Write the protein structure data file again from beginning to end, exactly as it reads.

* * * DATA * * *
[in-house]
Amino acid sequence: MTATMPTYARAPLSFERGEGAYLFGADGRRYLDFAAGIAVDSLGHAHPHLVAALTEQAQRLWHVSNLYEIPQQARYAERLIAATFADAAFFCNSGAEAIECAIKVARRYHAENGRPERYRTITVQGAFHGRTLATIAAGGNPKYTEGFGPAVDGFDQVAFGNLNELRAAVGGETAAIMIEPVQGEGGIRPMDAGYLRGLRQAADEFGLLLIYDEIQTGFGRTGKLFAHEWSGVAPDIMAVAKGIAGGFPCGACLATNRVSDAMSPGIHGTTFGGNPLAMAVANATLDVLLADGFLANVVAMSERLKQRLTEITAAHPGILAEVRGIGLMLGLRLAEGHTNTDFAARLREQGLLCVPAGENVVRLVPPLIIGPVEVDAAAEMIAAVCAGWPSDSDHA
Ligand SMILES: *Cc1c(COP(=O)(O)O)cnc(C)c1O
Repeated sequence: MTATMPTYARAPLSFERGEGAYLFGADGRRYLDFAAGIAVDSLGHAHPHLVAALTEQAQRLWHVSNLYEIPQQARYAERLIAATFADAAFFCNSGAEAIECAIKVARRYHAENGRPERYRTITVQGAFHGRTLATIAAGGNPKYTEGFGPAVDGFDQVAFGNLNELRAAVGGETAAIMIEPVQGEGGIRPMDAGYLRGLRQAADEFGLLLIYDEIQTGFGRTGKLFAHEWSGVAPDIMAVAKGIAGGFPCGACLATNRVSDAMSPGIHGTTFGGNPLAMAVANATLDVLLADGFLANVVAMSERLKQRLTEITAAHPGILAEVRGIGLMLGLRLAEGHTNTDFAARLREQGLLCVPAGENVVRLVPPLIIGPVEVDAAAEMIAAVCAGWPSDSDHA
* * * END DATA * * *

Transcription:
[in-house]
Amino acid sequence: MTATMPTYARAPLSFERGEGAYLFGADGRRYLDFAAGIAVDSLGHAHPHLVAALTEQAQRLWHVSNLYEIPQQARYAERLIAATFADAAFFCNSGAEAIECAIKVARRYHAENGRPERYRTITVQGAFHGRTLATIAAGGNPKYTEGFGPAVDGFDQVAFGNLNELRAAVGGETAAIMIEPVQGEGGIRPMDAGYLRGLRQAADEFGLLLIYDEIQTGFGRTGKLFAHEWSGVAPDIMAVAKGIAGGFPCGACLATNRVSDAMSPGIHGTTFGGNPLAMAVANATLDVLLADGFLANVVAMSERLKQRLTEITAAHPGILAEVRGIGLMLGLRLAEGHTNTDFAARLREQGLLCVPAGENVVRLVPPLIIGPVEVDAAAEMIAAVCAGWPSDSDHA
Ligand SMILES: *Cc1c(COP(=O)(O)O)cnc(C)c1O
Repeated sequence: MTATMPTYARAPLSFERGEGAYLFGADGRRYLDFAAGIAVDSLGHAHPHLVAALTEQAQRLWHVSNLYEIPQQARYAERLIAATFADAAFFCNSGAEAIECAIKVARRYHAENGRPERYRTITVQGAFHGRTLATIAAGGNPKYTEGFGPAVDGFDQVAFGNLNELRAAVGGETAAIMIEPVQGEGGIRPMDAGYLRGLRQAADEFGLLLIYDEIQTGFGRTGKLFAHEWSGVAPDIMAVAKGIAGGFPCGACLATNRVSDAMSPGIHGTTFGGNPLAMAVANATLDVLLADGFLANVVAMSERLKQRLTEITAAHPGILAEVRGIGLMLGLRLAEGHTNTDFAARLREQGLLCVPAGENVVRLVPPLIIGPVEVDAAAEMIAAVCAGWPSDSDHA